“Not often they give us Handel!” I spoke with enthusiasm to the elderly gentleman seated nearby as we waited for the Met @ the Movies to start. I was excited about what I was about to hear, but as all he said was “Thank heavens, no!” I understood he wasn’t as jacked as I was about our prospective entertainment.
Giulio Cesare was first performed in 1724. It was a hit in its day and has again acquired traction among Baroque opera fans. I was familiar with the music because during the 80’s, when I’d began researching Mozart, I’d acquired a Handel CD called “Arias for Senesimo,” featuring Drew Minter, a trailblazing countertenor vocalist. Mozart, I knew, had frequently written for castratos, who were still a feature of his operatic world, and I wanted to get a sense of what that sound was like. And I say trailblazing, because our society no longer finds it acceptable to castrate boys in order to preserve their vocal high range, so these operatic roles were, until recently, sung by cross-costumed women. At the time I began exploring this musical tradition, I’d read the works of aficionados who sternly maintained that countertenors-- men who can sing beautifully either in “head voice” or “falsetto”—did not have voices of “true operatic quality.” (Take your pick for how to describe the countertenor’s method of sound production.) Thirty years later, however, attitudes seem to have changed and there are many talented countertenor singers now performing at the summit of the operatic world.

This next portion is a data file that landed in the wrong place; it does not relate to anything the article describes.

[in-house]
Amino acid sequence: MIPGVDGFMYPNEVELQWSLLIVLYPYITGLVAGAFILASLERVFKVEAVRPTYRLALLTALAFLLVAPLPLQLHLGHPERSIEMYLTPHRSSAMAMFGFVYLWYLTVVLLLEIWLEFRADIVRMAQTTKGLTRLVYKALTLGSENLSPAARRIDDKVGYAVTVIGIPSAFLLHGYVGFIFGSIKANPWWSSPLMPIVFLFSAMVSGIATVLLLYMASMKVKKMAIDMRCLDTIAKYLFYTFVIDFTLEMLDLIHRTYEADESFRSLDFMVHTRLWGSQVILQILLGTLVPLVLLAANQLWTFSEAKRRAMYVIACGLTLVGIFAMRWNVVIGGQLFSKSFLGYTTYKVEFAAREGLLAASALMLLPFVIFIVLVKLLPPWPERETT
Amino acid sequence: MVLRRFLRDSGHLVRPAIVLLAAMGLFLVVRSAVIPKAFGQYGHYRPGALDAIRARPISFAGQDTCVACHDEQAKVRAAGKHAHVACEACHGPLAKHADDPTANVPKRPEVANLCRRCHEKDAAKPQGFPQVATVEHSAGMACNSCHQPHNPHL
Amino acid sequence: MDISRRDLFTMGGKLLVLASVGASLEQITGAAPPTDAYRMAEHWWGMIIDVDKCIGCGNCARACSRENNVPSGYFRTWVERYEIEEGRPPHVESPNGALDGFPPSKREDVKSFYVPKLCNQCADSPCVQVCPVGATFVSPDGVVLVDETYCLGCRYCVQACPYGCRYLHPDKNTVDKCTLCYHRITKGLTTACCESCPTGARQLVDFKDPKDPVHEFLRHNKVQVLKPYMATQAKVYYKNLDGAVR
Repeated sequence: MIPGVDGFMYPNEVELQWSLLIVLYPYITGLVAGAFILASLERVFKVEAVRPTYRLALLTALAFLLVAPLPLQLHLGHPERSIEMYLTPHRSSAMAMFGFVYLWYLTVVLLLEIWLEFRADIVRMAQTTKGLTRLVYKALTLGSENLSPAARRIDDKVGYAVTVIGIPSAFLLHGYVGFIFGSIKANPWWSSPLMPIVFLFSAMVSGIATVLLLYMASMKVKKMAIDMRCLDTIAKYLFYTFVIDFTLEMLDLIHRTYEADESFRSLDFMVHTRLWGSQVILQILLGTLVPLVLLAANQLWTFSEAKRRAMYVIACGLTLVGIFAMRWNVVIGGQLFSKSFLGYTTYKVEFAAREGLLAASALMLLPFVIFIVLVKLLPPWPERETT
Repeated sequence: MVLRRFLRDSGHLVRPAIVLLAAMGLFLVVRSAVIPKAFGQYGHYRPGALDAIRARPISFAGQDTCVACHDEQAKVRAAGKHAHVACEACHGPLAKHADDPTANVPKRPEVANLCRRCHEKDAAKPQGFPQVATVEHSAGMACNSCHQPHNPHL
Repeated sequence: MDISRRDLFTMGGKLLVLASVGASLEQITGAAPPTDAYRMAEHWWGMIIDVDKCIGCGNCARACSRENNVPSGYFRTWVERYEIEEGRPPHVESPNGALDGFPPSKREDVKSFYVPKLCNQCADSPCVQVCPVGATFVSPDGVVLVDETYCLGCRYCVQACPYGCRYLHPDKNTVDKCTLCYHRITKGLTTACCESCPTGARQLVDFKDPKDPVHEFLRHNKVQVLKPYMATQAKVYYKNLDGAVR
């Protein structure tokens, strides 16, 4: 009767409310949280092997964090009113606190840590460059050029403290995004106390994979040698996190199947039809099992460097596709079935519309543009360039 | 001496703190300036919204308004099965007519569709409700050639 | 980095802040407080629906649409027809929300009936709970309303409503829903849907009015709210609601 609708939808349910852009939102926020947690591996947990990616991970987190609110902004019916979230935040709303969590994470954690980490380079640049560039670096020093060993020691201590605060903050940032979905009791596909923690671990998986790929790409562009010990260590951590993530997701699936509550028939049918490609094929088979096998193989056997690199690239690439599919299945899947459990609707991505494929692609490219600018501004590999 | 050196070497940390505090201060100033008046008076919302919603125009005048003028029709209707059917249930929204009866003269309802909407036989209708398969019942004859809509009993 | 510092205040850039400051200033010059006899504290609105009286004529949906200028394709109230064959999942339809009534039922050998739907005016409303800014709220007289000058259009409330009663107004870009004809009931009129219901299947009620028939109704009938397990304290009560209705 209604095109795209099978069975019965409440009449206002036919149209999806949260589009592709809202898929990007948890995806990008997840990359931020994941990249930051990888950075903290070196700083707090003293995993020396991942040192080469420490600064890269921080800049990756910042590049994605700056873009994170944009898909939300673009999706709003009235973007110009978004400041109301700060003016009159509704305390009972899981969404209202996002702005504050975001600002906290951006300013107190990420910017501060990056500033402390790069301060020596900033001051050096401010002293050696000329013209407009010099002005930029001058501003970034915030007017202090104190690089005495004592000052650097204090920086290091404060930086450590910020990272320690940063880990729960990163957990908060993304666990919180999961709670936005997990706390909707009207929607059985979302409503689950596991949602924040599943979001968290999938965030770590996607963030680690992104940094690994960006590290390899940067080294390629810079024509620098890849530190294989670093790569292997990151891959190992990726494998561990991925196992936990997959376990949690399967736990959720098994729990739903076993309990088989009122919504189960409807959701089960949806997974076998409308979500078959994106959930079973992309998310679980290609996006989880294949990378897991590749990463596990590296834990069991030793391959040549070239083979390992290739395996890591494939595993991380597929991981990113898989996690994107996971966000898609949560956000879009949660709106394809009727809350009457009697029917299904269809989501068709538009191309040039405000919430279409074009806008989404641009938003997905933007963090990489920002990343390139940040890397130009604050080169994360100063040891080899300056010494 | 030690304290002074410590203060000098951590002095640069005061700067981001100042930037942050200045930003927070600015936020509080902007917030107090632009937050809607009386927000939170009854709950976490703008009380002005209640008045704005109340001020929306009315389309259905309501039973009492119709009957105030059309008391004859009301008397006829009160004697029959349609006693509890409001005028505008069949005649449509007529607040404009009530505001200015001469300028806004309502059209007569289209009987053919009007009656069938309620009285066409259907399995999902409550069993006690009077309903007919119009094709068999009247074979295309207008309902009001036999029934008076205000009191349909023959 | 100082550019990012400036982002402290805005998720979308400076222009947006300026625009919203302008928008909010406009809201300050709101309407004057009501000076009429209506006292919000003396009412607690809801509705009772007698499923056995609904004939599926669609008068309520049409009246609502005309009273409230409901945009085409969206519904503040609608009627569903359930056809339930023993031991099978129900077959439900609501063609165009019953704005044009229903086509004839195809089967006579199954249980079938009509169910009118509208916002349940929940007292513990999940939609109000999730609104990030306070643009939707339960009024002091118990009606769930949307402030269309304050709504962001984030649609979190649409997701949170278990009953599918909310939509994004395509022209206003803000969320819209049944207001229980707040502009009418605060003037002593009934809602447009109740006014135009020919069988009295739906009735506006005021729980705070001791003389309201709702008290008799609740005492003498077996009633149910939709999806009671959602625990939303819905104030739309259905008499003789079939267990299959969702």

As was usual at the Met @ The Movies, I was the youngest person present, a phenomenon which saddens me. I sincerely hope that opera, that glorious, arcane art, is not on its way to the culture junkyard. I have to admit that Giulio Cesare is definitely not the kind of opera you’d take a neophyte to hear/see. Not everyone can handle the sight of man with a beard and a substantial belly singing soprano. And this particular dramatic form, Opera Seria, was already considered “old-fashioned” in Mozart’s time. There isn’t a lot of character development or action. The structure of each aria is not complex, either. In their own day they were often noted simply as an “Aria of Love,” an “Aria of Rage,” an “Aria of Joy,” etc.
I spent the next 4 ½ hours watching an all-star cast, with 3 countertenor leads. Caesar was sung by the brilliant David Daniels, while his antagonist, Tolomeo, was played with crazy flair by Christophe Dumaux. A third countertenor role was sung by Rachid Ben Abdeslam, whose sweet, supple voice would have been praised by Mozart as “pouring like oil from a bottle.” Further gender bending occurred as Alice Coote took the part of a Roman boy in what is traditionally called a “trouser role.”
As tolerant as I am of period quirks, I was happy that the legendary femme fatale Cleopatra was played by a woman, the multi-talented Natalie Dessay. At the finale, she performed a song and dance number which showed that not only could she sing opera, but she could dance to it, too, and be as cute while she did so as any full-time Broadway hoofer.